The second hit Pilah on the head with his gun. Pilah gasped and cursed. They continued to club him with their firearms until he was quieted. The thin fellow behind Shaka and Husseini began to video cover the scene with an android. Husseini read out Pilah’s crime. After which Shaka stepped forward, his evil knife glistering on the sun. Pilah fought like a beast but his two captors held him like chains on the ground.Shaka placed the steel edge of his knife on Pilah’s neck.
Pilah intensified his struggle but only his mouth was of much use to him, so he cursed them. Shaka began to cut, Pilah cursed louder. Shaka cut through flesh, bones and tendons; Pilah’s curses turned into an incoherent muses as blood gushed out of his mouth and nostrils. Shaka cut harder. Husseini made supplications to God. The thin fellow continued to video them.
Mark had seen a lot of ills in his days as field agent but nothing this cold and gruesome, barbaric. He watched helpless in his subdued humanity as Pilah’s head was separated from his body. He bit hard into his lip till he tasted blood. Pilah’s neck was pumping blood on the ground like a burst pipe.
Shaka lifted Pilah’s head with its wild, frozen eyes and swollen, protruding tongue to the camera and declared, ‘Behold the head of an infidel!’ He dropped the head on the body and faced Mark. ‘Bring him here.’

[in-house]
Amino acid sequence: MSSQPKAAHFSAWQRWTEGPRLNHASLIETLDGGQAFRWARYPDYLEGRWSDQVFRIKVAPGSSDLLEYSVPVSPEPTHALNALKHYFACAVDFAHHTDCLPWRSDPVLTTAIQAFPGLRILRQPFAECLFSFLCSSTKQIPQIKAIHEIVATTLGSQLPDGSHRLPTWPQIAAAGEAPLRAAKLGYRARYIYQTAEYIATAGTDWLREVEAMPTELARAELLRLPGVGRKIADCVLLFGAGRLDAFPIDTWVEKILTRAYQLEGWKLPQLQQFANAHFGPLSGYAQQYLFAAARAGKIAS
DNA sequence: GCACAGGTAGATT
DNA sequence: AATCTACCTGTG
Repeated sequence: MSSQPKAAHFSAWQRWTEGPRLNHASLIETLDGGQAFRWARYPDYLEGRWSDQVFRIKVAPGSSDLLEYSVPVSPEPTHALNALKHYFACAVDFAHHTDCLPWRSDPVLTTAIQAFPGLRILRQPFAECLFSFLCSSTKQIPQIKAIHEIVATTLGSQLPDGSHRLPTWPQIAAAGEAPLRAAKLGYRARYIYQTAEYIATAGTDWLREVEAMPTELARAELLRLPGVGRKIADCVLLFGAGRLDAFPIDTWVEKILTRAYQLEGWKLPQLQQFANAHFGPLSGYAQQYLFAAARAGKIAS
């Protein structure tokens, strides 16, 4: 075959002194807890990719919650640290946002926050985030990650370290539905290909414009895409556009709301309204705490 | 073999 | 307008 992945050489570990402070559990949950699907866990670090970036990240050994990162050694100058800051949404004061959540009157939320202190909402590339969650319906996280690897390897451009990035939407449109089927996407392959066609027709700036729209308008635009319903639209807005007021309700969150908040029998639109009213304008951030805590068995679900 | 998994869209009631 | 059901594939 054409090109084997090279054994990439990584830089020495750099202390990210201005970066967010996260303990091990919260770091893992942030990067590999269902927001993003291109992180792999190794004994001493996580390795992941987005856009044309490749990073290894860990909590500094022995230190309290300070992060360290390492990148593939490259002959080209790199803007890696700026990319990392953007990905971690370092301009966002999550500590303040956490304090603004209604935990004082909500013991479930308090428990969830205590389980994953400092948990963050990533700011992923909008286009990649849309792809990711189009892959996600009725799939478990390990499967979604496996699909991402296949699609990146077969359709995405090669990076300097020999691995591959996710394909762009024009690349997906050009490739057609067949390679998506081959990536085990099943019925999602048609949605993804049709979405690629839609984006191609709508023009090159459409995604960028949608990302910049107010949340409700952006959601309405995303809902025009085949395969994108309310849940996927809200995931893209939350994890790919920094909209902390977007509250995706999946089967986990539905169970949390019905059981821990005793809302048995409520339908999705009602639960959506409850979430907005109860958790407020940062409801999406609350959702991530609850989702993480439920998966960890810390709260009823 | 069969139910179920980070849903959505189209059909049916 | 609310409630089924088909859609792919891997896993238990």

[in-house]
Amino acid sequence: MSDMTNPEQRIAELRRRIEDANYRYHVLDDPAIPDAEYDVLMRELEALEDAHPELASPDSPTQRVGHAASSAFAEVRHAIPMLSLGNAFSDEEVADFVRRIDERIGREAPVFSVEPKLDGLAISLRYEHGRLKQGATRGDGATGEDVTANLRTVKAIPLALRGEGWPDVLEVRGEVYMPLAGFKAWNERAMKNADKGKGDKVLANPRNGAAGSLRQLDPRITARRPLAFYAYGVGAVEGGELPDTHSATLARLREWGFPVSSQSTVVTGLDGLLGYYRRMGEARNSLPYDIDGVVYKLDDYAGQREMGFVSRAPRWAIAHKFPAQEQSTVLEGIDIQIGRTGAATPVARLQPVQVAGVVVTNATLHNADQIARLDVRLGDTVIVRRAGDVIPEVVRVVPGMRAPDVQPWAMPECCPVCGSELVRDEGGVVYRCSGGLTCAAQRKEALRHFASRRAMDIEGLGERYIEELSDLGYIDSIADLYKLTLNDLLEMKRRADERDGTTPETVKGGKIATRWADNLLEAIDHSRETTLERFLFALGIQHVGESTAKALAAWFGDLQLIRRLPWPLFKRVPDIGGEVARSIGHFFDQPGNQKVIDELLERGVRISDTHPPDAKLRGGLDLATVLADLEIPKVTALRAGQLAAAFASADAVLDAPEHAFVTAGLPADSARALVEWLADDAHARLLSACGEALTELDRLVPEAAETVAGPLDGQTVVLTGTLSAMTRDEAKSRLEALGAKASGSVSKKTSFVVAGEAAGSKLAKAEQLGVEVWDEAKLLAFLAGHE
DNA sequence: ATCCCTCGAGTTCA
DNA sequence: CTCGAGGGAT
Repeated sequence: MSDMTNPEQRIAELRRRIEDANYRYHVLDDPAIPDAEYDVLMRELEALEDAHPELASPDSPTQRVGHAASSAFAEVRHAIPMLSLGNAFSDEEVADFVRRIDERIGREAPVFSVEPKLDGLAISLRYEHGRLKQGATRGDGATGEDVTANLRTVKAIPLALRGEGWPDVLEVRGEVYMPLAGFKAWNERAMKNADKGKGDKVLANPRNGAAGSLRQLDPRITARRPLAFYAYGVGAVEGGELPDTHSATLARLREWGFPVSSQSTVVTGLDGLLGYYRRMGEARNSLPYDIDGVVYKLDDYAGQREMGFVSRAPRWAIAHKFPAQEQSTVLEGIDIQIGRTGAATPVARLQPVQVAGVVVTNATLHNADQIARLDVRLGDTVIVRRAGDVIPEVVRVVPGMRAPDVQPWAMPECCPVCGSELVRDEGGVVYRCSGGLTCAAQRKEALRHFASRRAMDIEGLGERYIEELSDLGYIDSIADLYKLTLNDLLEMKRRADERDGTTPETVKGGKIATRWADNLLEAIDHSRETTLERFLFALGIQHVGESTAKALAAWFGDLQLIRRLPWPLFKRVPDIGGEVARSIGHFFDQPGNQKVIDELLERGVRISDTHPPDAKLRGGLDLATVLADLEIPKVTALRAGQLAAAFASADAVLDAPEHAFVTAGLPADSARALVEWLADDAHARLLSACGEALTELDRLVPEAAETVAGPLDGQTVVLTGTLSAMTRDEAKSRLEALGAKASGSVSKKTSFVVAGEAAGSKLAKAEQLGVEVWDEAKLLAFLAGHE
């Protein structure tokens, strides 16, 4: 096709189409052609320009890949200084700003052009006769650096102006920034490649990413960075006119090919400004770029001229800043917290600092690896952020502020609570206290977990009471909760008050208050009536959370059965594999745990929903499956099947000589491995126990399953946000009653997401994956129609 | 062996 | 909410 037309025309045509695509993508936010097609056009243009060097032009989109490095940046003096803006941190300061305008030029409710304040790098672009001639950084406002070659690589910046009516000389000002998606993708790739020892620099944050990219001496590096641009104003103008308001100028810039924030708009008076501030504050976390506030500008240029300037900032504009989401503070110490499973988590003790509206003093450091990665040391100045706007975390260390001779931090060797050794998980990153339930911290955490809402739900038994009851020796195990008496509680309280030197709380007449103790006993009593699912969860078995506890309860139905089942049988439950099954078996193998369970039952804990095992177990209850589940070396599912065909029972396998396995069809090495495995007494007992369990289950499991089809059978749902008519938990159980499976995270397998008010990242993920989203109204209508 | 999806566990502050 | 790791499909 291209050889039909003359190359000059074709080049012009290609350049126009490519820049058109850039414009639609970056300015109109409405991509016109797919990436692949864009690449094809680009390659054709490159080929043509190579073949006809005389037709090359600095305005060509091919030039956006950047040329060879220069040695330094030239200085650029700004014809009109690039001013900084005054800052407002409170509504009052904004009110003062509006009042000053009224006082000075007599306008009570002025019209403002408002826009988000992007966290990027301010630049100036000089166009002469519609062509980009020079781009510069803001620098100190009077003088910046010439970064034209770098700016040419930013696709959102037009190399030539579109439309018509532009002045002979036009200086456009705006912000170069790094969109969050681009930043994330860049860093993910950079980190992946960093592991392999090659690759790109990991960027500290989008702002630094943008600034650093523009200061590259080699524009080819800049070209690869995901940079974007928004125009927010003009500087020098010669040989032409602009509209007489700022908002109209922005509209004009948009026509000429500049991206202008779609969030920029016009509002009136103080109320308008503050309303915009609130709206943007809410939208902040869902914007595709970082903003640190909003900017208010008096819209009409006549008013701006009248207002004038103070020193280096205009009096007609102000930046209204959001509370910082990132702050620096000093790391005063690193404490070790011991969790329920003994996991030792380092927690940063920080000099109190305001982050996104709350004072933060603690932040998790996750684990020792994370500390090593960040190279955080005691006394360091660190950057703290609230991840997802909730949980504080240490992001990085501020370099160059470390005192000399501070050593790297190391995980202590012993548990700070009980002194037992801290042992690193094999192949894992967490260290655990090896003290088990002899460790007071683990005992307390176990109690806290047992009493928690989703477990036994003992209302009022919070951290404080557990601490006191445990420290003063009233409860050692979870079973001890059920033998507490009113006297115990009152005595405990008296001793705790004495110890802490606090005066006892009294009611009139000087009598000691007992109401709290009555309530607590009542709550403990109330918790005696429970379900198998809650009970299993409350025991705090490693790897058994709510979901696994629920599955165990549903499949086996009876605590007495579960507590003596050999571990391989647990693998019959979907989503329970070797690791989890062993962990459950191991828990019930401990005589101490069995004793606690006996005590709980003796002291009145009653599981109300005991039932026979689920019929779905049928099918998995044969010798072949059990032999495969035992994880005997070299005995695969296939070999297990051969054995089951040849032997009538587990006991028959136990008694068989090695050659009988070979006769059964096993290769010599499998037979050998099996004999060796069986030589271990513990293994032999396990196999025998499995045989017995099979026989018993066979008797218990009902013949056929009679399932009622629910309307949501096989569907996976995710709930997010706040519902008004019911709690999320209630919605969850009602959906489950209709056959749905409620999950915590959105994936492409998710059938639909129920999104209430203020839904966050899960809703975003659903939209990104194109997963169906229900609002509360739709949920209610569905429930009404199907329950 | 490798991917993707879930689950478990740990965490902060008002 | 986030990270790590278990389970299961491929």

As they led Mark to his death altar, Shaka’s hand-held phone began to ring. He snapped at the phone with livid impatience.
‘There is a problem,’ said the caller.
‘What is it?’
‘We saw a man and a woman approaching the tents. And the woman looks and walks like Sade.’
At the mention of Sade, Shaka’s face contorted with devilish rage, hatred, evil… and fear.
‘If she looks and walks like Sade then she must be Sade,’ Shaka said. ‘Don’t try to stop her. Retreat into the tents and we would trap her among us.’
Mark was no longer starring at his death… he had seen a glimmer of hope. Sade was here! Even in the tip of the mouth of death, he couldn’t suppress his feeling of instant relief, and he let out a quiet ambiguous sigh.
Mark nearly smiled.
Tweets to @Oke4chukwu
With Sade drawing to a close I want to announce the coming of another series to be titled Calabash on the Wall, a story of the Nigerian Situation served with humour, sarcasm and irony of errors, in diary form. You will like it, I assure you.
Yours truly, Me.